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Business Interests Huddle With Lawmakers Over Protz Ruling That Removed IREs

Friday, August 4, 2017   (0 Comments)
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WorkCompCentral

 by J. Todd Foster

 

Business Interests Huddle With Lawmakers Over Protz Ruling That Removed IREs

 

Business groups say they are holding private conversations with Pennsylvania state lawmakers on a legislative remedy to a state Supreme Court decision that blocks impairment rating evaluations.

The so-called Protz ruling removed what defense attorneys say is a powerful tool to cap employers’ exposure on long-term workers’ compensation claims.

The decision was so monumental that it is triggering a “significant” interim loss cost filing scheduled to be released by Aug. 15, the Pennsylvania Compensation Rating Board said.

Legislation enacted in 1996 included the impairment rating evaluation (IRE) process. Once a claimant received 104 weeks of total disability benefits and had reached maximum medical improvement, the employer could request an IRE. Under the law, the doctor was required to use the most recent version of the American Medical Association’s Guides to the Evaluation of Permanent Impairment, currently in its sixth edition.

If the doctor found that the work injury caused less than 50% whole body impairment, the worker’s benefits could be moved from total to partial disability status, with benefits capped at 500 weeks. Total disability benefits have no cap in Pennsylvania.

The high court said Section 306(a.2), which governs IREs, was an unlawful delegation of legislative authority to a private entity, in this case the AMA.

Alex Harper, director of of government affairs for the Pennsylvania Chamber of Business and Industry, said the fact that the Rating Board is contemplating a mid-year loss cost filing demonstrates the magnitude of the issue.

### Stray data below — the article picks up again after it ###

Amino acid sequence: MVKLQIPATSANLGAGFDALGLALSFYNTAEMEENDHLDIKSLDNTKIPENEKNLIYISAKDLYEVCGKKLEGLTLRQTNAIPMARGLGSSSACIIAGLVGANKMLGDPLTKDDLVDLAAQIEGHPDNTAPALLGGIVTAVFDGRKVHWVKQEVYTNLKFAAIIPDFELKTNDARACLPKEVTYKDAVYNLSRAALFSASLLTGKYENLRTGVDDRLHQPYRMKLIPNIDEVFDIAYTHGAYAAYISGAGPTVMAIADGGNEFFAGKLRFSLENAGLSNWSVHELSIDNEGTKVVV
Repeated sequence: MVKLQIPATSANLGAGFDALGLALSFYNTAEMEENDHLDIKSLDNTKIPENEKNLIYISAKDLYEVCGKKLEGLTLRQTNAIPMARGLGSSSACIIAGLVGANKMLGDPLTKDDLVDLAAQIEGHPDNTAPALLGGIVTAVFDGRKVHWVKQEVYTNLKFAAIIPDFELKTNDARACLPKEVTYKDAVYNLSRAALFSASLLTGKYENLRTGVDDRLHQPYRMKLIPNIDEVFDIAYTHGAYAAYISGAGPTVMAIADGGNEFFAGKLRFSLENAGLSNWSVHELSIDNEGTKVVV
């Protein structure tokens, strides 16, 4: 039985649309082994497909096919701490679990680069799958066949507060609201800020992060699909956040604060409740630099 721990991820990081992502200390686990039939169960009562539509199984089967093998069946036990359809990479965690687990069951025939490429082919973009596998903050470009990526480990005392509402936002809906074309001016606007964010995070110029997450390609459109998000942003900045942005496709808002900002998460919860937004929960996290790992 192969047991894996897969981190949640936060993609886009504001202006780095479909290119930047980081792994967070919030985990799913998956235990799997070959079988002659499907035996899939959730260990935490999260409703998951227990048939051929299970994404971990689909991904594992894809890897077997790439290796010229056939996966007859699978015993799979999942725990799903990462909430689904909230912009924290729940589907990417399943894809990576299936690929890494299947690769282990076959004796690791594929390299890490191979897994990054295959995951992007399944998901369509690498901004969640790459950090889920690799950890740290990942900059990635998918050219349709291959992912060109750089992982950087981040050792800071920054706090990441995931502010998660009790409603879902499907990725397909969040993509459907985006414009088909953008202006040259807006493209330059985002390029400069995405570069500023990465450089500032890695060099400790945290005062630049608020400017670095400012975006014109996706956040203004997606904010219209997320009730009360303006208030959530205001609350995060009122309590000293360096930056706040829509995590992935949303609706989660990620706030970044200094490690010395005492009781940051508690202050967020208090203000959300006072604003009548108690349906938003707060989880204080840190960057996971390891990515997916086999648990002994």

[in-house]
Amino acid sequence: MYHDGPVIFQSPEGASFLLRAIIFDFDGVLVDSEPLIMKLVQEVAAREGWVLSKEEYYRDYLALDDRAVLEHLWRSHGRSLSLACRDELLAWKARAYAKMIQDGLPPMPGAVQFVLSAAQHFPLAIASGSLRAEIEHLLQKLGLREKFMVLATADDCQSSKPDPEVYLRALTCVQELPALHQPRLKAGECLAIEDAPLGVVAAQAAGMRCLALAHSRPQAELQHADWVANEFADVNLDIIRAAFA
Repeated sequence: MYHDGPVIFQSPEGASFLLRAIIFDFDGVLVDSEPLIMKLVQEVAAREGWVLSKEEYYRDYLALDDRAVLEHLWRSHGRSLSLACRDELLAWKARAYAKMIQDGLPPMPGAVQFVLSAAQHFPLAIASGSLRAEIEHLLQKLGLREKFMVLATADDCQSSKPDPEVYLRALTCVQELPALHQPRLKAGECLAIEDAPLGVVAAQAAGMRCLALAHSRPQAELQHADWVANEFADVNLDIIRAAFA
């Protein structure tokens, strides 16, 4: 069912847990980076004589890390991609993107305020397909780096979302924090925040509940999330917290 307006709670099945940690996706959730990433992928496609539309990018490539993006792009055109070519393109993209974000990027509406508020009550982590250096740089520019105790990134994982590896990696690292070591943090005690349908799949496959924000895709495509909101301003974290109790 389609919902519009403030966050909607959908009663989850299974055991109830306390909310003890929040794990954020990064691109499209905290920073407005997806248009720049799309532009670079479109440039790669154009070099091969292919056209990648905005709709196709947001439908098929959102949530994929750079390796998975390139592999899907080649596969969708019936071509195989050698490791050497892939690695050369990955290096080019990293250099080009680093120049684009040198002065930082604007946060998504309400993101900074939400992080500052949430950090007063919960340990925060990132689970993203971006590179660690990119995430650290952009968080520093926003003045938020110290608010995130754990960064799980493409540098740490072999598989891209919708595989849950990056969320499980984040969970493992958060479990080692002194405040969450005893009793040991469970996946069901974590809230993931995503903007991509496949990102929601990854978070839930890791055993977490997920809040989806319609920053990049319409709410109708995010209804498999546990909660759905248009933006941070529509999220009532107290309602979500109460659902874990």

"Conversations with lawmakers are ongoing," Harper said. "There are a number of different options being considered, but it’s too early to tell what direction they might take."

The Pennsylvania legislature is now on summer break, but is scheduled to return to Harrisburg in late August to hammer out a revenue bill to pay for a $32 billion budget that passed earlier this year.  Business leaders said they hope they’ll have a bill ready to sponsor when the fall session opens.

“The Supreme Court didn’t reject the concept of impairment rating evaluations or using a standard to cap benefits. So it was disappointing and has only become more daunting as the magnitude of the decision has really become more apparent,” Halper said.

The Pennsylvania chapter of the National Federation of Independent Business has called in its top legal gun to help small businesses cope with the consequences of Protz.

Elizabeth Milito, senior executive counsel at the NFIB’s Washington headquarters, will lead a webinar for Pennsylvania members on Aug. 15, said Suzanne Stoltenberg, communications director for the organization’s Pennsylvania office.

“I know our folks have spoken with some lawmakers about the problem. I don’t know the nature of what’s being proposed,” Stoltenberg said. “We’re really worried about seeing maybe a double-digit increase in rates because it’s one of our members’ biggest concerns, the cost of workers’ compensation.”

The Rating Bureau issued Circular No. 1685 on July 27 to its members, saying its preliminary estimates will force an interim loss cost filing that will have a “significant monetary impact.” The filing, the first interim one in more than 20 years, would apply to new and renewal policies with effective dates that begin Nov. 1.

Milito is on vacation this week and unavailable to comment. But she said on public radio July 11 that the Protz ruling was “monumental” and “troubling.”

“This is going to put a lot of pressure on the General Assembly to work to create standards that fit within the parameters of what the Supreme Court has laid out. I think it’s going to create a lot of litigation, both short and long term,” Milito said on WITF’s “Smart Talk” program.

“I think a lot of employees, once they get word of the decision and have already been found under 50% disabled, are going to head to the courthouse” to reopen their cases if an IRE was used to cap benefits, she said.